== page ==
hurrengoa
the raw sound of the moon    Fred Cole started in music in the sixties at the tender age of 14 with the Las Vegas band The Lords. When he moved out to LA, he hooked up with The Weeds (their “You Must Be a Witch” was the forerunner of all garage rock) who, under the new moniker Lollipop Shoppe, toured the north-west of The USA. Fred met a girl called Toddy Connor and the couple made Portland their home where they opened a music shop.

Meanwhile Fred was playing with lots of bands and Toddy decided to study music. In the second half of the 70s they came across a music that would change their life forever: Punk rock. They fell in love with punk’s energy and spontaneity, and a few years later, along with drummer Andrew Loomis, they formed a band that would showcase all these new influences of theirs. Dead Moon were a totally independent band. They released their music and records on their own Tombstone records. They printed their own vinyl records on an old machine they found in the basement of a radio station. The couple have always been fervent seekers of old treasures and they spent a lot of time criss-crossing the States in search of old instruments and equipment. Their house is a museum stuffed to the gills with punk memorabilia and loads of old instruments and machines. I know that this type of collection has become a rather trite fashion, but the bands that stayed loyal to older instruments during the times of headless guitars and electronic drums have a huge added value as far as I am concerned. And it seems this sentiment was felt by many others who fell in love with their soulful raw music, especially in old Europe

I saw them in San Francisco once. The small pokey hole of a bar was in SOMA, in a silent deserted neighbourhood that was filled with factories and workshops. I got to the bar early and was adopted by a barman called Gill who offered me conversation and a couple of free pints. The band were late getting there and were helped to set the backline up by a bunch of roadies who looked like old bikers fallen on hard times. I later realised, just as the concert was about to start, that the roadies were Fred and Toddy. The three band members grouped around the light shed by a candle stuck in a whiskey bottle that sat on top of the bass drum. The witch coven began. They barely said a word to each
other throughout the entire concert and most of the time their eyes were closed shut. The atmosphere was oppressive and sometimes verged on the violent. There were quite a few bikers and rowdy-looking types at the front and because I’d gone there on my own, I even felt a bit scared at times. I headed back to the bar to watch the concert from the protective presence of Gill the barman. It was like a unique church ritual, a liturgy. At the end of the gig, the band members themselves went over to the merchandising stand to sell stuff and meet the fans. When they had finished with everyone they loaded all their instruments and gear into the van. They must have been about 60 at that time, and their amps certainly weren’t on the small side.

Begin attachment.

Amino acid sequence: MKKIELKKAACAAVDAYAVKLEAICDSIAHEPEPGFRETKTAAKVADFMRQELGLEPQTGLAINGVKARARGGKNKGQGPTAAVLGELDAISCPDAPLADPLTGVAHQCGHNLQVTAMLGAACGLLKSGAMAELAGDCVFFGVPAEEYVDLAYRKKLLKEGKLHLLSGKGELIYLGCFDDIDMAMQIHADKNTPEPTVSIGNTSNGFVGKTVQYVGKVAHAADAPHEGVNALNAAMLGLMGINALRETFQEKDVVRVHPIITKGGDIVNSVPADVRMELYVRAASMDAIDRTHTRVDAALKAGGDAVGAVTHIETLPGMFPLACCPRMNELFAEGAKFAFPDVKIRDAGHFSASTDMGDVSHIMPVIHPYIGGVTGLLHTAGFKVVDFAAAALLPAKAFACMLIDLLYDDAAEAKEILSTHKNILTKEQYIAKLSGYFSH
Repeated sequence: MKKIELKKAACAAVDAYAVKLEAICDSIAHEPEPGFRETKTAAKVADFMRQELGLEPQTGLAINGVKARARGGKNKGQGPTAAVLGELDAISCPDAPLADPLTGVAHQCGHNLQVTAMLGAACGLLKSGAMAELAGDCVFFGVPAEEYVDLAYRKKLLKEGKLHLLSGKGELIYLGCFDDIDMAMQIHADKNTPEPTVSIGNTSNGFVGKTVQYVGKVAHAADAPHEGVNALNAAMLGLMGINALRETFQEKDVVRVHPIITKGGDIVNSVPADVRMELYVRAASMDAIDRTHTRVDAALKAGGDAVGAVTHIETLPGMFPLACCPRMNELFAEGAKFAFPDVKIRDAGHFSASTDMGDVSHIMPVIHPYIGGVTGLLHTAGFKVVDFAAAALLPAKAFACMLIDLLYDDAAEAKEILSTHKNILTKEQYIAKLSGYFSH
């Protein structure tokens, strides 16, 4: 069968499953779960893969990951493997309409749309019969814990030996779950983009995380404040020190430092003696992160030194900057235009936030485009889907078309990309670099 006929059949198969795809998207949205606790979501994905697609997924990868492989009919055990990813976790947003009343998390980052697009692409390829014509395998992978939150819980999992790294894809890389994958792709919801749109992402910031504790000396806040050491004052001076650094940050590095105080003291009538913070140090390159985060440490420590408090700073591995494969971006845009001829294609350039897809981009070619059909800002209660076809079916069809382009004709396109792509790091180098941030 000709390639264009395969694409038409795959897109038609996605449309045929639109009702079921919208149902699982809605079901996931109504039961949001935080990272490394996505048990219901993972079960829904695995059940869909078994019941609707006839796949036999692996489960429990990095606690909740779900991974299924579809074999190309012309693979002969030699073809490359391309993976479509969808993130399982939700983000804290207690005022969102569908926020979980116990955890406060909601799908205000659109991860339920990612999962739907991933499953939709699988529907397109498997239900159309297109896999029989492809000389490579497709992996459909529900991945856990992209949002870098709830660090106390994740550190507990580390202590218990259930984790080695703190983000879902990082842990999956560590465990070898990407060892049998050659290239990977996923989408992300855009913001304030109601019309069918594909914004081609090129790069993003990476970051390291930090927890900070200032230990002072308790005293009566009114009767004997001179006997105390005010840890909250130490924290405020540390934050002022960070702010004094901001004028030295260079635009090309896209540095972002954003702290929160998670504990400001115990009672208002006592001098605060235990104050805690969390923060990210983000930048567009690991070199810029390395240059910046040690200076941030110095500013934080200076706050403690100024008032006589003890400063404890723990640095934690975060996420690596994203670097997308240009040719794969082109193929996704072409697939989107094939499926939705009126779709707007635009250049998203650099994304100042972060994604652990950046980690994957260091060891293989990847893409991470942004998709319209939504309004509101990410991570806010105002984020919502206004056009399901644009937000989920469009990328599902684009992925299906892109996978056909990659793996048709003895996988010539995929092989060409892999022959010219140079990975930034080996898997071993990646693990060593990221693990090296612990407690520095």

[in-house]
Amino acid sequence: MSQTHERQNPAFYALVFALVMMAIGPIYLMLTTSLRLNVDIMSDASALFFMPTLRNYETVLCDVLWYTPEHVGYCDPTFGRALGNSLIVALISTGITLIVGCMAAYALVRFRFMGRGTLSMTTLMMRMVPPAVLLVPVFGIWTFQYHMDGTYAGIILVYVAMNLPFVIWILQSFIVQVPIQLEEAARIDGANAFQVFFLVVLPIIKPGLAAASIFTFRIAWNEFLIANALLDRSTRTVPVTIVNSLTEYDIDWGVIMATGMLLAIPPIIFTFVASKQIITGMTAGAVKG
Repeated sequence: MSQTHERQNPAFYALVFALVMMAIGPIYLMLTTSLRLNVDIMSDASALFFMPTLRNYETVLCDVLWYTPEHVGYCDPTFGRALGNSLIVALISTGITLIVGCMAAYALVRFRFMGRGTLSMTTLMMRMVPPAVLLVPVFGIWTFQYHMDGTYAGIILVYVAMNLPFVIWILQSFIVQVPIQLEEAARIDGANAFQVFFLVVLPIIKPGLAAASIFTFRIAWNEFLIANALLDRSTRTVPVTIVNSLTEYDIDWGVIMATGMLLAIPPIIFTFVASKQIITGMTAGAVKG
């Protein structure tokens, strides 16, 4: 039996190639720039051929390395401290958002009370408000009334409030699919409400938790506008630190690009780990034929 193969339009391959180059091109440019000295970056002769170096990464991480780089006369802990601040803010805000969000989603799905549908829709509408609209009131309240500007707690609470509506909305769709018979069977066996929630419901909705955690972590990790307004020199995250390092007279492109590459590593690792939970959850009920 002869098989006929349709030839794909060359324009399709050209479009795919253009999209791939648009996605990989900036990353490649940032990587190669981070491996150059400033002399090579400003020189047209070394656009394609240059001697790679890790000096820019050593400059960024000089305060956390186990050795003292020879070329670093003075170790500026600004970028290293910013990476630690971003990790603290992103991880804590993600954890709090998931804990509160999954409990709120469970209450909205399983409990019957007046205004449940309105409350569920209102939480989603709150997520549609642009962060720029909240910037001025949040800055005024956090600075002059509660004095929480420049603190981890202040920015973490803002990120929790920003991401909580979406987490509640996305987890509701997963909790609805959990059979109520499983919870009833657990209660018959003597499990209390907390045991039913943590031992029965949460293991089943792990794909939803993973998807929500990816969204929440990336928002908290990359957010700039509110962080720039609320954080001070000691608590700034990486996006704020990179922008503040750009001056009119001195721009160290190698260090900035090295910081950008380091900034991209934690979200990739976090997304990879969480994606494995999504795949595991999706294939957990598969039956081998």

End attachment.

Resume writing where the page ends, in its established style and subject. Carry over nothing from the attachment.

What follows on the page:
Dead Moon split up in 2006. Many people said that maybe this grandpa-grandma couple were too old for the demanding on the-road lifestyle. Their doubts were soon cleared up the following year when they were joined by the young Kelly Halliburton to form the band Pierced Arrows. The latest I’ve heard is that they’ve signed to VICE records and that Dead Moon have got back together again. Was it money that enticed these charming grandparents back? Maybe, but who cares! If that is the case, well, they deserve recognition from beyond the underground circles. Nowadays, when the uncool has become the new cool, we might just witness something of the sort. “These guys deserve a documentary” you might think to yourself, well, too late my hypster friend, there was one made about them 10 years ago.

Fred and Toddy have grandchildren and their grandkids go along to see the likes of Pearl Jam or the Foo Fighters when they visit Portland. When heavyweights like Eddie Vedder and Dave Grohl
dedicate songs to their grandparents’ band, well, who wouldn’t want grandparents like that? I know that the whole DIY buzz is cult hip now… but this is the real deal and these guys chose that life style well before the concept of DIY was ever defined. They also have a small supermarket, you know, the type that sells cigarettes, watery beer and a few food items. A little corner shop.
And, well, to be honest, Gill only gave me the one free beer… a small single Do-It-Yourself lie in the service of rock ‘n’ roll mythology. Cause that’s DIY too… or are you going to contradict me?